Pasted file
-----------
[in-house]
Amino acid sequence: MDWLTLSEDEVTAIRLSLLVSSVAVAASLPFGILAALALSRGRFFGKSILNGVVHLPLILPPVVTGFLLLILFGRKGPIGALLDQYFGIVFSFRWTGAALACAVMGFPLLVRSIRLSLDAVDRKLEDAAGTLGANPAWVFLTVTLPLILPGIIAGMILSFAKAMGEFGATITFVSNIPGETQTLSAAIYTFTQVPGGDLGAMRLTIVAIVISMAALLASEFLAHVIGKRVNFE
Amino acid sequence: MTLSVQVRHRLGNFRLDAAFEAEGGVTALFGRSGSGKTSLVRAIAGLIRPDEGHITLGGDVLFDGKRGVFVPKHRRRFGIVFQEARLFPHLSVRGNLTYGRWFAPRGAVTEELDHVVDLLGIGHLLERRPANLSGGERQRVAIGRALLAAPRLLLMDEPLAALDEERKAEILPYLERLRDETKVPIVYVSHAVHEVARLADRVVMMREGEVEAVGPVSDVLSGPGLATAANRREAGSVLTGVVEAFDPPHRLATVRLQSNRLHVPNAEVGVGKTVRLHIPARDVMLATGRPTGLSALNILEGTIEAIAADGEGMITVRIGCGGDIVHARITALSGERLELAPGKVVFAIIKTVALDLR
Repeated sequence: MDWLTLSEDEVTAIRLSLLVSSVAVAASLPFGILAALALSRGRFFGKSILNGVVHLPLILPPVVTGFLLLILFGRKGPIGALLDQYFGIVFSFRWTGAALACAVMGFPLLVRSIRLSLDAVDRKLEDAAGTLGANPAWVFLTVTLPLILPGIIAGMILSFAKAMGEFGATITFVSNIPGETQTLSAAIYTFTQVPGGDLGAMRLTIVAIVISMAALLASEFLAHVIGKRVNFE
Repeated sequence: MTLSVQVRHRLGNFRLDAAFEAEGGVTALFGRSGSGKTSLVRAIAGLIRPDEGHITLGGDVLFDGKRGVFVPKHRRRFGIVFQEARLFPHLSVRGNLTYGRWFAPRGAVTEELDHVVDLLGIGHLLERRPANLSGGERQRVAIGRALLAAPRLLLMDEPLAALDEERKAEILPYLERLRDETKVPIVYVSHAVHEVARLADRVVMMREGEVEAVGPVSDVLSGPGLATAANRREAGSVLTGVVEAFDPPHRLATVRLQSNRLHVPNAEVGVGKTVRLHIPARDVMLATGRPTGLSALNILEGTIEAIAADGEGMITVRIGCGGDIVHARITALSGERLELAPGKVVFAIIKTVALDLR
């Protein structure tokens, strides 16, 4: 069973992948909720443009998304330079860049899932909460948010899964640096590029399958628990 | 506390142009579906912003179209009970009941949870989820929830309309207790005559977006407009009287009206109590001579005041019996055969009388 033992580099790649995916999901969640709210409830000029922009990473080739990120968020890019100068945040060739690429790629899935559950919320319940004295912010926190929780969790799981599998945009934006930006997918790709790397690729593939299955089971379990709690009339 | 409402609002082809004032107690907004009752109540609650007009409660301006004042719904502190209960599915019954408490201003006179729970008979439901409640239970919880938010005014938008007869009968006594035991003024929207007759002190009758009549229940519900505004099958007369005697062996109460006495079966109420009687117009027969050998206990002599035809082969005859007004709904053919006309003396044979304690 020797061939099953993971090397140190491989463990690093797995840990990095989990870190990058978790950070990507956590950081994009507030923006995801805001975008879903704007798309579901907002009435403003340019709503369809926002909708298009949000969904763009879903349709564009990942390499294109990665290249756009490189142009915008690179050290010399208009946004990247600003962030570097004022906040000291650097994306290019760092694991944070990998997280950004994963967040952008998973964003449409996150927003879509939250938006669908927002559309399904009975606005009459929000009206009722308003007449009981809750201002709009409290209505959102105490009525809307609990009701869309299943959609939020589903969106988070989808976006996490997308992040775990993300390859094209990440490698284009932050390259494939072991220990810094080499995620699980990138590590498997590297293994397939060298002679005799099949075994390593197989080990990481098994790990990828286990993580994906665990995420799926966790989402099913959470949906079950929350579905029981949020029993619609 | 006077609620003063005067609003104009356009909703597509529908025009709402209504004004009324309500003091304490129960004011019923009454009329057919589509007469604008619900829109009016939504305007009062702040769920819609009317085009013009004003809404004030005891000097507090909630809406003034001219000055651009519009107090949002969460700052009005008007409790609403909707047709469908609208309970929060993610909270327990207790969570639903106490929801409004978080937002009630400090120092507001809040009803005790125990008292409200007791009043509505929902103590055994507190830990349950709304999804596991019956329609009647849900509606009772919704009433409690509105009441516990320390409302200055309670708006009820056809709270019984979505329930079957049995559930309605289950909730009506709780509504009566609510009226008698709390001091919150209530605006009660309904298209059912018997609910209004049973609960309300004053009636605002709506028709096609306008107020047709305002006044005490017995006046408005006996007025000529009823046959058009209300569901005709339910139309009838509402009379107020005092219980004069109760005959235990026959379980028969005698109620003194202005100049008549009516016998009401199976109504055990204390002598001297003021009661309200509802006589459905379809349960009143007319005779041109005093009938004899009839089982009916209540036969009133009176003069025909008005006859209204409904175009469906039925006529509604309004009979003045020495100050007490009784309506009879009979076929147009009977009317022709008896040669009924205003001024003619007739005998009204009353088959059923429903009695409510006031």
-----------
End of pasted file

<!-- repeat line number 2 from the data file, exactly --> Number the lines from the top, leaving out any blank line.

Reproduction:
Amino acid sequence: MDWLTLSEDEVTAIRLSLLVSSVAVAASLPFGILAALALSRGRFFGKSILNGVVHLPLILPPVVTGFLLLILFGRKGPIGALLDQYFGIVFSFRWTGAALACAVMGFPLLVRSIRLSLDAVDRKLEDAAGTLGANPAWVFLTVTLPLILPGIIAGMILSFAKAMGEFGATITFVSNIPGETQTLSAAIYTFTQVPGGDLGAMRLTIVAIVISMAALLASEFLAHVIGKRVNFE